facts:

The appeal concerned the requirements of fairness where a court’s own motion resulted in an order striking the pleadings of a self-represented party. The appellant was Haudenosaunee and resided at the reserve situated at Six Nations of the Grand River. He was added as a named defendant in interlocutory injunction proceedings brought by Foxgate Developments Inc. (“Foxgate”). The motion judge found that the appellant, an alleged leader of a group of protestors occupying land where Foxgate was developing a housing project, was in defiance of court orders. On that basis, the motion judge determined that the appellant was in contempt of court and had engaged in an abuse of process. The appellant’s pleadings, including his statement of defence, his notice of constitutional question, and third-party actions against the federal and provincial Crown, were ordered struck in the main action on the court’s own motion. The motion judge granted the permanent injunction sought by Foxgate and ordered costs in excess of $168,000 against the appellant. The appellant appealed.

issues:

(1) Whether the motion judge erred in finding the appellant in contempt without affording him the procedural safeguards required by law, and whether the motion judge conflated his finding on contempt with his finding on abuse of process?

(2) Whether the motion judge failed to consider the appellant’s status as an Indigenous person before the court?

(3) Whether the motion judge lacked impartiality and should have considered the appointment of an amicus curiae?

(4) Whether the exorbitant costs imposed on the appellant constituted an error in principle and was plainly wrong?

holding:

Appeal allowed.

reasoning:

(1) Yes.

The Court held that the motion judge failed to afford the appellant procedural fairness. He did not take appropriate steps to put the appellant on notice as to the exact nature of the proceedings against him (whether contempt, abuse of process, or both), and the criteria to be considered in that proceeding. The motion judge did not provide particulars of the exact conduct in issue (whether the appellant’s status as the “leader” of the protestors, or his own conduct). Further, the motion judge did not give the appellant an opportunity to consult with and retain counsel in respect of the contemplated order before he actually made the order. Finally, the motion judge did not give the appellant an opportunity to respond to the particular allegations against him before making any order.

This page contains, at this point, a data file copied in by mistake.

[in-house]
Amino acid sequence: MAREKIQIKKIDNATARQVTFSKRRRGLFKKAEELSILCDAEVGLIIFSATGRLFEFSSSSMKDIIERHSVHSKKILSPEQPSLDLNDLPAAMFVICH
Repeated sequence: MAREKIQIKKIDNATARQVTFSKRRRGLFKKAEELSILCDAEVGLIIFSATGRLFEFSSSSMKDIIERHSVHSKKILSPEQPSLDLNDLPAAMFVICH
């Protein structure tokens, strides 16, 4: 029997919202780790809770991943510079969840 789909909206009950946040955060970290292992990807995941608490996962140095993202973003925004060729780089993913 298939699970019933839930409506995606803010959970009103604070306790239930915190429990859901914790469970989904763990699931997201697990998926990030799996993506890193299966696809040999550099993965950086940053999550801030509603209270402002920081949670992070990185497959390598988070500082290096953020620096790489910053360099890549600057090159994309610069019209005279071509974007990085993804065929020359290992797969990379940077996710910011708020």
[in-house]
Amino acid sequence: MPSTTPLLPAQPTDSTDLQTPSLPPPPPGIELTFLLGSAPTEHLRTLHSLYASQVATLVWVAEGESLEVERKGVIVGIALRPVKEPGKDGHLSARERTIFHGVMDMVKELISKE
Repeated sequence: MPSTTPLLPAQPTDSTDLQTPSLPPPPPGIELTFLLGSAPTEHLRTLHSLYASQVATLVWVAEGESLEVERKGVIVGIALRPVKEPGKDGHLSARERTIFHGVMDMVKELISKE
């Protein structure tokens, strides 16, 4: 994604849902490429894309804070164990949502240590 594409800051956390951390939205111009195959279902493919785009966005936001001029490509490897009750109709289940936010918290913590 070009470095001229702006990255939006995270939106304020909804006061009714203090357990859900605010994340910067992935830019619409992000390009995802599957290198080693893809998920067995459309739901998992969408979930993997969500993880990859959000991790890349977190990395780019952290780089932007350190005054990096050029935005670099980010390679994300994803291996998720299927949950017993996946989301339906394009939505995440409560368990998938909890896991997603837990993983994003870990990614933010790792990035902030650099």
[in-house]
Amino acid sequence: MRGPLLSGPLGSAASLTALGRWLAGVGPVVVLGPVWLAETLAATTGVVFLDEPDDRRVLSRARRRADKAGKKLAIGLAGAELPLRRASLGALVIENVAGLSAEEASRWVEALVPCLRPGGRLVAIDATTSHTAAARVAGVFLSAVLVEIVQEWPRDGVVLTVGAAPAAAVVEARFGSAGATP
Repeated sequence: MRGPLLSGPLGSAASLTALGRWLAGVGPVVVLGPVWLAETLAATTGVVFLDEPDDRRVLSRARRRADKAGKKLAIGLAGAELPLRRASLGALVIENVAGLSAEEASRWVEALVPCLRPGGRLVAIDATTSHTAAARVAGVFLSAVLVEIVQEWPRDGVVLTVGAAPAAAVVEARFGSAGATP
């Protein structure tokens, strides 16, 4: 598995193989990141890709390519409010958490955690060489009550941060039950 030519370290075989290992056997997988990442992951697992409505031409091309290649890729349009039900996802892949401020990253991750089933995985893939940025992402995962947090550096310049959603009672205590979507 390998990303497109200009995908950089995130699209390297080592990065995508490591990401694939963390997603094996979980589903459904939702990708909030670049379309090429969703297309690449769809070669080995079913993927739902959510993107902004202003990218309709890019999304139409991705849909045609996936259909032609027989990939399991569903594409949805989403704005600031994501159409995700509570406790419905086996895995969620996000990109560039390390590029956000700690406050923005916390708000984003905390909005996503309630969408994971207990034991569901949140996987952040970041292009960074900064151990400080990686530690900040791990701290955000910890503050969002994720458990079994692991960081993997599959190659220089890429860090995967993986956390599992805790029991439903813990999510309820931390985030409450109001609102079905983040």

The requirement of fairness in the context of the proceeding constituted an independent right of the appellant. It was no answer to the denial of these rights to say a fair opportunity to be heard would have made no difference in the outcome. Additionally, the narrow exception to this principle did not apply, as there was no inevitable outcome to these proceedings.

(2) Not specifically addressed.

(3) No.

Although the motion judge’s failure to afford the appellant procedural fairness was sufficient to dispose of the appeal, the Court briefly addressed the other grounds of appeal.

The appointment of an amicus curiae is a rare step, wholly within the discretion of the presiding judge. The Court found that the motion judge did not commit any error in failing to consider the appointment of amicus counsel to advise the Court. While amicus counsel could have been helpful in advising the motion judge on the proper process to follow in a contempt or abuse of process motion, this was simply one of several tools at the motion judge’s disposal. There was no legal obligation on the motion judge to consider or pursue this option.

The Court noted that, given the appellant was self-represented, and that the motion at issue was by the court and so lacked an adversarial context, counsel for the respondents also could have provided guidance to the motion judge on the procedural protections to which the appellant was entitled.

(4) Yes.